Interactive rendering, when an artist makes a change to a scene and wants to quickly see the newly applied textures and lighting in the viewport, is heavily reliant on the massive computing cores found in the GPU.
The speed of both interactive and non-interactive rendering strike at the core of productivity: A fast GPU with enough memory will calculate changes on the fly, eliminating waiting time for the artist. A powerful GPU can also cut down overall render times for a scene and save a studio hours of time that can be reinvested into the artistic process or later production phases.
The animation process - creating or changing motion for characters and objects, then seeing the scene played back in real time - is heavily reliant on multi-core CPUs and GPUs. Maya is particularly optimized for animation operations, incorporating parallel processing and playback caching to streamline performance.
Parallel processing assigns a computational task to the best available core, while cached playback saves calculations to system or GPU memory so the application doesn't need to load the changes to every frame, enabling smooth playback. "Animators looking for the best performance need to invest in a high-core-count CPU and a high-end GPU with enough memory to cache full animation sequences," says Cunniff.
Heavy use of textures, like in this model, puts a strain on GPUs and VRAM.
WHAT'S THE FINAL PRODUCT?
As with CAD, the end result of the M&E production cycle has an impact on what configurations will provide the best ROI for hardware investments. Film and TV sequences are rendered at 4K or sometimes 8K resolution per frame at 24 or 60 frames per second. The large number of high-resolution, uncompressed frames places a premium on network or local storage to address the high data rate demands.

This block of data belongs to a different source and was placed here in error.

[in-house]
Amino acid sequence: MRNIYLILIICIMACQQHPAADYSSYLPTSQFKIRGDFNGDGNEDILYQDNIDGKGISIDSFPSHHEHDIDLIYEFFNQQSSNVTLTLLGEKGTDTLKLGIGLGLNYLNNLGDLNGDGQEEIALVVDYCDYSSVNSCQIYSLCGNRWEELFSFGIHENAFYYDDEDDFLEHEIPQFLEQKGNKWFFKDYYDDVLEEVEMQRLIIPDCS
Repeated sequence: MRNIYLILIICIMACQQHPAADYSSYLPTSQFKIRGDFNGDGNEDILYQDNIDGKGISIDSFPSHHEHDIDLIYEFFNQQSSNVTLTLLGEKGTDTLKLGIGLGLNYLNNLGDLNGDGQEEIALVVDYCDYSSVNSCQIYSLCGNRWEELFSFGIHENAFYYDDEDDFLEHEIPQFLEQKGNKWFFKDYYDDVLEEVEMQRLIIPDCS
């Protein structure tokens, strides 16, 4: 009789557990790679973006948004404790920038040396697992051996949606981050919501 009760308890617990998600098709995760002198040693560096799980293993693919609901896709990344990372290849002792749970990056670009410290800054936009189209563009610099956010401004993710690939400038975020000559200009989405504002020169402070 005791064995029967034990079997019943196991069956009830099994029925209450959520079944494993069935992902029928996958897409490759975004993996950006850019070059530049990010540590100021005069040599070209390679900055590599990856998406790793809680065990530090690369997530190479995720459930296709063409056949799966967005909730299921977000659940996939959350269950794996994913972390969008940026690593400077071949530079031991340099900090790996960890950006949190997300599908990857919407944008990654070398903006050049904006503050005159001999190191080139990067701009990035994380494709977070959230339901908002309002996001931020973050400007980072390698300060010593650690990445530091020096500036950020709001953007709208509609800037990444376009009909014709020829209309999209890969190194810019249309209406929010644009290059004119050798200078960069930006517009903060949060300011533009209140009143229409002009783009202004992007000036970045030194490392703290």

Game development has dual requirements: creating the game in applications such as Maya, 3ds Max, or Blender, then integrating the assets into game engines such as Unreal or Unity. The emphasis in this process is optimizing animation and effects such as lighting and shadows to create a seamless gaming experience. A modern GPU with multiple cores and a large VRAM buffer gives game developers the speed they need to create scenes and make changes interactively. A fast CPU then allows quick transfer of files into the game engine.
Other functionality within M&E applications can stress computing resources as well. Transcoding, the act of converting a media file or object from one format to another within an application, puts a tax on a workstation and can benefit from GPU acceleration, according to Cunniff.
MEASURE TO GET BETTER
Beyond ascertaining how different M&E applications interact with workstation components, professionals concerned about performance should be aware of their own usage patterns.
Ideally, workstation users would develop their own benchmarks specific to their workloads, the M&E applications they use, and the functionality they rely on the most. But, this is difficult, and the terrain is constantly shifting, as new versions of applications introduce new ways of maximizing efficiency.
The next best thing to homegrown performance measurement is to use standardized benchmarks that most closely align with your application and provide the granularity to measure the myriad paths that an application takes. In that vein, there are SPECapc benchmarks based on 3ds Max and Maya that run on top of those applications. If you want a smaller, self-contained benchmark, the current version of SPECworkstation includes workloads for 3ds Max, Maya, Blender, and open-source applications such as the Handbrake media encoder and the LuxCore physically-based renderer.
If you are interested primarily in graphics performance, the SPECviewperf benchmark (available in Windows and Linux versions) provides workloads (called viewsets) based on 3ds Max, Maya, and Showcase. All of these benchmarks are available to users for free download. Vendors of computer-related products and services that are not members of SPEC/GWPG are required to pay a licensing fee.
THE EVOLUTION NEVER QUITS
Users don't need the biggest or fastest of every component, but will benefit from upgrades that address their most problematic bottlenecks. Benchmarks that deliver alignment with an artist's day-to-day work can help organizations make the decisions that will guarantee the best price/performance ratio.
Whatever way you decide to benchmark, be aware that it is a commitment no different from dedicating yourself to continuous education about technologies that can contribute to the quality and speed of your work.
"Applications are continually evolving," says Cunniff. "A GPU that might be big enough for yesterday's application might well be a bottleneck once the next version of the application is released."
Bob Cramblitt is communications director for SPEC. He writes frequently about performance issues and digital design, engineering, and manufacturing technologies.